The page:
The Reserve Bank of India (RBI) is likely to spend at least USD 20 billion more to support the rupee and increase the forex kitty through the reminder of the financial year, taking its overall forex intervention to USD 93 billion, according to a report. The report by the Wall Street brokerage Bank of America Securities also expects the central bank to raise banks' HTM (held-to-maturity) limits of excess government securities by 2 per cent of their books to fund the fiscal deficit if high forex intervention limits its open market operations (OMOs).
So far this fiscal, the central bank's forex intervention has touched USD 73.7 billion, according to the assessment by Bank of America Securities India economists Indranil Sen Gupta and Aastha Gudwani. They also feel the RBI to intervene with USD 45 billion in 2021-22 if the current account deficit (CAD) remains 0.5 per cent of gross domestic product (GDP).
After eight years, the RBI under the current Governor Shaktikanta Das has been building up the foreign exchange (forex) reserves, which as of January 15 stood at USD 586.1 billion, a lifetime high. While delivering the Nani Palkhivala lecture last Saturday, Das repeated his resolve to not let the 2008 or 2013 run on the rupee to be repeated again.
"Our BoP (balance of payment) forecasts place RBI forex intervention at USD 93 billion (USD 73.7 billion so far) in 2020-21 and USD 45 billion in 2021-22 if the the CAD remains at 0.5 per cent of GDP, which is dependent on the crude oil averaging at USD50 a barrel," the report said. It, however, added that since high forex intervention is limiting OMOs, the RBI is expected to raise banks' HTM limits by 2 per cent of their books to fund the fiscal deficit.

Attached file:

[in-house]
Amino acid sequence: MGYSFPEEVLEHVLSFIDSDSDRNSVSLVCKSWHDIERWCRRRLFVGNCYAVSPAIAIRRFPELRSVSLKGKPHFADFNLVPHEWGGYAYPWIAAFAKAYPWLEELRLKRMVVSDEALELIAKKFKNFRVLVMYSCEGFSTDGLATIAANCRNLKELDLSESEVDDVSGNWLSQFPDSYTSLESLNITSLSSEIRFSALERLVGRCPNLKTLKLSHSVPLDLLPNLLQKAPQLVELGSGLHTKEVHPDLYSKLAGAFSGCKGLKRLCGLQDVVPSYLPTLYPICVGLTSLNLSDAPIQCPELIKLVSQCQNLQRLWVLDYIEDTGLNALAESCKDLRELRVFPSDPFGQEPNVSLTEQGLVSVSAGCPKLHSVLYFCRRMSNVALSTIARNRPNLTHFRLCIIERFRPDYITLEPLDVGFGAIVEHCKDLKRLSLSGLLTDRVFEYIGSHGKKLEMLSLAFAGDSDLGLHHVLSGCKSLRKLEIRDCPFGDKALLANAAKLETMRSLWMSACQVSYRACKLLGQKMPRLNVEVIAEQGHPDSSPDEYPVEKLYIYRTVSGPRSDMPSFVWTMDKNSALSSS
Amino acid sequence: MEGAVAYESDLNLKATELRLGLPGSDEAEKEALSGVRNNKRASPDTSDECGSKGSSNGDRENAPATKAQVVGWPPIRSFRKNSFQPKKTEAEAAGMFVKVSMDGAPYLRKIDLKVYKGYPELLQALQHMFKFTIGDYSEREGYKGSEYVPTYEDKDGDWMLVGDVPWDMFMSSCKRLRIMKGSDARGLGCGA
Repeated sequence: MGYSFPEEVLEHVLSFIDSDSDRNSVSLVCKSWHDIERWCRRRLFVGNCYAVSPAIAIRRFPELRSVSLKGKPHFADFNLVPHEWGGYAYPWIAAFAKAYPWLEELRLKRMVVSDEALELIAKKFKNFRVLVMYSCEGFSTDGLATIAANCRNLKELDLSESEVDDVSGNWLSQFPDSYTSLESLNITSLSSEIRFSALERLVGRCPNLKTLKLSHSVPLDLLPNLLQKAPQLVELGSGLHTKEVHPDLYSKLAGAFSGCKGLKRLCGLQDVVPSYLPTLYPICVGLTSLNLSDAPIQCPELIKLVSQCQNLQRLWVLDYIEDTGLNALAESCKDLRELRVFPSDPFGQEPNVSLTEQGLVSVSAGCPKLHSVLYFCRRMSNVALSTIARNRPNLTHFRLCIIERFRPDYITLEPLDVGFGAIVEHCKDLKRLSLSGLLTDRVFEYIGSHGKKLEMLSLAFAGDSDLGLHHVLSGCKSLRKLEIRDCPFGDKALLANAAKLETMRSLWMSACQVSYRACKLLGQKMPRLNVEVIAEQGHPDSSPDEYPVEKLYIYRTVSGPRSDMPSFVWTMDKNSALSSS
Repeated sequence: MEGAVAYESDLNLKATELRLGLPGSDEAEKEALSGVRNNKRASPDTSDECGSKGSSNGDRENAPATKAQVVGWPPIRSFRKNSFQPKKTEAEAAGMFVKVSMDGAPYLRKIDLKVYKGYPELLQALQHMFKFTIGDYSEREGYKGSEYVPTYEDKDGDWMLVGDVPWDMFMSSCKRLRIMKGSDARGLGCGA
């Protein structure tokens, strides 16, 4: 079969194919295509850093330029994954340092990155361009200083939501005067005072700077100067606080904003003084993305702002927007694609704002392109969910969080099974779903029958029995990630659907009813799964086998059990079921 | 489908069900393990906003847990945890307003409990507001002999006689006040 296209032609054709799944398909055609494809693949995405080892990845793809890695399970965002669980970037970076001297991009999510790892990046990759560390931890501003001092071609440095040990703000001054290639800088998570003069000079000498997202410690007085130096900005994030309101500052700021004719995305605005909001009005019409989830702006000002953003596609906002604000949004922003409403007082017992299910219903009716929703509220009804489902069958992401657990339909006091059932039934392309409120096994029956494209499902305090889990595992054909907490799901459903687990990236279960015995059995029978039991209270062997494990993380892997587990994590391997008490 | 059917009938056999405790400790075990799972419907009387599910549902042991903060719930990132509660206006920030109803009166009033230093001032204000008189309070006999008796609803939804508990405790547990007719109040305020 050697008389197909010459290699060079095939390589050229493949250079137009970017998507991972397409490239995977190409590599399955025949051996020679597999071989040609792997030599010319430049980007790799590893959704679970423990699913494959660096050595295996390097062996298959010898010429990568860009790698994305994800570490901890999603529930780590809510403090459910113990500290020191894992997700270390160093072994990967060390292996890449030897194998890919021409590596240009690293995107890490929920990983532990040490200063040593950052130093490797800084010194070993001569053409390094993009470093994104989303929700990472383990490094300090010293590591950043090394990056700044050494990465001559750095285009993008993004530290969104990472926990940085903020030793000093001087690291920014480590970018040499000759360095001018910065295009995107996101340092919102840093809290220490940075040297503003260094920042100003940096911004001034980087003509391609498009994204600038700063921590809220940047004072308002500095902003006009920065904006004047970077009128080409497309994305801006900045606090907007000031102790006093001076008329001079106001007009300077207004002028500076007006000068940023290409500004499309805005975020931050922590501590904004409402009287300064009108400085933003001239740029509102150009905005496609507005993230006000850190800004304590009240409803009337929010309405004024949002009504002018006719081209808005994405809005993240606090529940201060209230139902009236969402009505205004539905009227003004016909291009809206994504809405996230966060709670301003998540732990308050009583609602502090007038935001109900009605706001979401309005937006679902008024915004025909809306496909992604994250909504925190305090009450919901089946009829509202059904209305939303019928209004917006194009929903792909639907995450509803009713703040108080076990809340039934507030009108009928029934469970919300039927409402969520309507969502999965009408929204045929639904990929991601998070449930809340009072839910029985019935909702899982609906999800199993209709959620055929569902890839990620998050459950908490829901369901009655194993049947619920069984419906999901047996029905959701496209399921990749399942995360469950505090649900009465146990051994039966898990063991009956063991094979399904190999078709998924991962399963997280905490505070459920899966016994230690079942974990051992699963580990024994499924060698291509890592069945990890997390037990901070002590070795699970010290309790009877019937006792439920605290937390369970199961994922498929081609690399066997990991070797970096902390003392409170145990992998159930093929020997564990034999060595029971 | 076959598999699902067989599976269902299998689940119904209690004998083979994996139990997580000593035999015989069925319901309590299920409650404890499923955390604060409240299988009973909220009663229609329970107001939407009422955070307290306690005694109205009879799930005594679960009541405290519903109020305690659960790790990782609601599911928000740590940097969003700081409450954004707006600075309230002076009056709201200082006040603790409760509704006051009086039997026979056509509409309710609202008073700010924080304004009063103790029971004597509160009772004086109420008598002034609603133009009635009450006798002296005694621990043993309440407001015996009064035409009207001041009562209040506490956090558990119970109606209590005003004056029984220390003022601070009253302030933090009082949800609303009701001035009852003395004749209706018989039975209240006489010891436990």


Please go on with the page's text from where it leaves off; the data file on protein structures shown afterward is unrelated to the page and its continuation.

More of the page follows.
The report further said they are more confident now that the RBI will continue to buy forex when the dollar is weakening and let the rupee depreciate when it strengthens. On Saturday, Das had said, "To mitigate global spillovers, EMs (emerging markets) like India have no recourse but to build their own forex reserve buffers, even though at the cost of being included in the currency manipulators list." This aspect needs greater understanding on both sides so that EMs can actively use policy tools to overcome capital flow related challenges, he had said.
Das further said a weak external sector can pose a threat to domestic financial stability in the face of swift changes in the global economic environment as was the case during the 2008 crisis or the taper-tantrum period in 2013. According to these economists, this public statement marks a signal departure from the over 15 years of RBI stance of intervening in the forex market only to contain rupee volatility.
"Das has achieved a silent rupee revolution by returning the RBI to adequacy of forex reserves after eight years. This will ensure the rupee stability putting large depreciations in global crises years of 2011, 2013 and 2018 behind us," the economists added. They also see the rupee at 70.5 to a dollar by December, assuming dollar trading at 1.25 to a euro.